Seamans’s routine, for one, is a fast-paced, excruciating series of poses uniquely suited to avowed jocks and anyone else who craves that near-death feeling. The physical exhaustion, coupled with a brief visualization at the end of class, can lead devotees to his brand of transcendence, Seamans says.

“I want my students to have the shittiest day,” he explains. “They ran over the dog in the driveway, found out they didn’t have a job when they got to work, came home and heard their mother has terminal cancer. I want them to experience all that, and then come to my class and be able to see the magic in life.”

To that end, each 90-minute session starts with a 15-minute warm-up that morphs into an hourlong regimen designed to boost stability, flexibility, strength, and muscle tone, plus “reverse the aging process,” Seamans says. (It won’t give you muscles like the Iron Yogi’s, though; for that you have to add weight lifting.) Seamans doesn’t soothe students with serenity-speak or hector them about breathing techniques. Instead, he whips them through killer poses, like the leg-lifting urinating dog and the one-armed-push-up wishbone, done almost at the pace of aerobics. Should someone someday complete the class perfectly, Seamans vows to make it harder.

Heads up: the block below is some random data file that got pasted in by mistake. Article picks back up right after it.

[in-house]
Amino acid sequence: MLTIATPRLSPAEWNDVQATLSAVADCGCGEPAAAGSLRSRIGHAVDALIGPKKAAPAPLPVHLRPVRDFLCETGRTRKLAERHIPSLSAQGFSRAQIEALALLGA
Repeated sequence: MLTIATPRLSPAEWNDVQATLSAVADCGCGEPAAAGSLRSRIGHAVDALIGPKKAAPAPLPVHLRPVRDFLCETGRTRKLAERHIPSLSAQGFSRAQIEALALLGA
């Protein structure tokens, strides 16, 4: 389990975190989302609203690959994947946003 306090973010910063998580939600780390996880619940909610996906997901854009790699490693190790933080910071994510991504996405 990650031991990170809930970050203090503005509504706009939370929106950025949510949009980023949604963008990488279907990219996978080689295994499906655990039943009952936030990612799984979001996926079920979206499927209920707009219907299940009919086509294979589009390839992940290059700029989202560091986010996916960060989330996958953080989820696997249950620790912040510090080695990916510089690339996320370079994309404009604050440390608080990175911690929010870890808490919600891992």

Sounds awful, but Seamans has plenty of fans, and his yoga style is the club’s most popular. “I love it—everyone does,” says 43-year-old Evelyn Dale, a 117-pound class regular who can squat her own body weight 12 times for ten consecutive sets. “We’d threaten his life if he ever said he was going to leave Boulder.”